Used Vehicle Prices Declined in June

Used car prices have increased steadily over the last six months. Now, according to the Manheim Used Vehicle Value Index, the numbers for June show a slight decrease from May to June, although they did increase year over year.

Monthly figures from the Manheim index show that it stood at 120.2 in June. That was lower than May’s 121.0 and higher than last June when the index stood at 114.1.

Chief economist for Manheim, Tom Webb, believes that used vehicle prices dropped due to the ceiling created by new vehicle prices. The current state of the economy and worries concerning unemployment also kept prices down.

Webb said there are fewer current-year and year-old models on the market now due to fewer rental cars being repurchased by the manufacturers and lower numbers of company-owned vehicles being placed back on the market. He also said that the late model used vehicles help set the pricing trends for the wholesale market.

He told analysts and reporters in a recent conference call, “The lack of volume has weakened that transmission mechanism.” The lower inventory numbers have enabled dealers to get higher new vehicle transaction prices and have caused the resulting rise in new car prices and profit margins this year.

Webb said, “There’s nothing that can take a dealer’s focus away from selling used vehicles more than having a 100-day supply of new vehicles in the lot.”

Web also provided some interesting numbers regarding overall industry averages:

  • Sales of new vehicles into rental fleets for June are up 62% compared with last year, and up 56% in the first half of this year compared with the first half of last year. Webb predicts that around 1.6 million vehicles will be sold industry-wide to rental companies this year.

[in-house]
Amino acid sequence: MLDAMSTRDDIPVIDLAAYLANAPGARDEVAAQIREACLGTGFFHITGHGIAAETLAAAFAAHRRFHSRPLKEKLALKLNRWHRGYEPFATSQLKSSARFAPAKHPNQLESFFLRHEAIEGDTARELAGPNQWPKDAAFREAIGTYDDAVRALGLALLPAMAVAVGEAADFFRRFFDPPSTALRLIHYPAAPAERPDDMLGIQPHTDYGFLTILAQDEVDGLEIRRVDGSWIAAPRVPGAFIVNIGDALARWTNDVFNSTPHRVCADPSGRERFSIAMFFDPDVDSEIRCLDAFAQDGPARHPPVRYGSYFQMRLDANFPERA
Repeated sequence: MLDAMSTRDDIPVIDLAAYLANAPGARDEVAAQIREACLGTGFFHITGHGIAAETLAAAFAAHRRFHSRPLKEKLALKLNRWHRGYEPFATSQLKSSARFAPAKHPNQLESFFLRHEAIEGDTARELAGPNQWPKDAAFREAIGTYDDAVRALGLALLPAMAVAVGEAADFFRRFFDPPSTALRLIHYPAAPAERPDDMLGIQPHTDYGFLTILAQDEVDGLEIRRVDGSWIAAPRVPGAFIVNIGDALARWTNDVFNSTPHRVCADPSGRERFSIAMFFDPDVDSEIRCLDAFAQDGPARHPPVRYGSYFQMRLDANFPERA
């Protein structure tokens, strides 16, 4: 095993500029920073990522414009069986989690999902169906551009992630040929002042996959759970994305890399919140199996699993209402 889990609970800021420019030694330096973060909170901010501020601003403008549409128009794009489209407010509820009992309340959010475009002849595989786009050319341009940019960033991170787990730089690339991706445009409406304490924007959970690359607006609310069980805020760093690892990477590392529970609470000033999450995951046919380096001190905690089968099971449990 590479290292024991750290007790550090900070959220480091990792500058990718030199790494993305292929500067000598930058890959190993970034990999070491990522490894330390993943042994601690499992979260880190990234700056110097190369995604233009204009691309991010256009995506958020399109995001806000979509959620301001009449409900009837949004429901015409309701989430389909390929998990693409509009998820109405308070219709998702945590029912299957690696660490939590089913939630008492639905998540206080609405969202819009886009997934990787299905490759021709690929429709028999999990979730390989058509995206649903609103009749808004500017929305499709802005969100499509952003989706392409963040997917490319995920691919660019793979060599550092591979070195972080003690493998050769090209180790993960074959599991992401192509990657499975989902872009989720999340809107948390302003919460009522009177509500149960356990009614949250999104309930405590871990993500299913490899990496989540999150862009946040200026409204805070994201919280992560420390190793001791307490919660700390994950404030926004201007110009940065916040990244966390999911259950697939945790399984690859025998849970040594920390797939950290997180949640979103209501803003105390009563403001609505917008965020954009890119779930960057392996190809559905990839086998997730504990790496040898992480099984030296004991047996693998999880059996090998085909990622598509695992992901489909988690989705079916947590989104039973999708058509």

• Auction prices for used rental vehicles resold by the manufacturers averaged $22,000, which is a record high.
  • Leasing will be much higher than last year; it is expected to increase 33% compared to last year. More leases are possible due to the increased availability of credit, says Webb. The higher residual values have made it profitable.

According to Manheim’s survey, the weakest demand in June was for used vehicles in the $7,000 – $9,000 price range. The decrease in demand for used vehicles in that price range is being attributed to “the weak labor market and the passing of several temporary factors that stimulated the economy.”

Manheim’s Web site states, “Frankly, we had expected a better showing for retail used vehicle sales in the first half of 2010. The used vehicle churn (used vehicle sales divided by vehicles in operation) fell to a cyclical low of 14% in 2009.”

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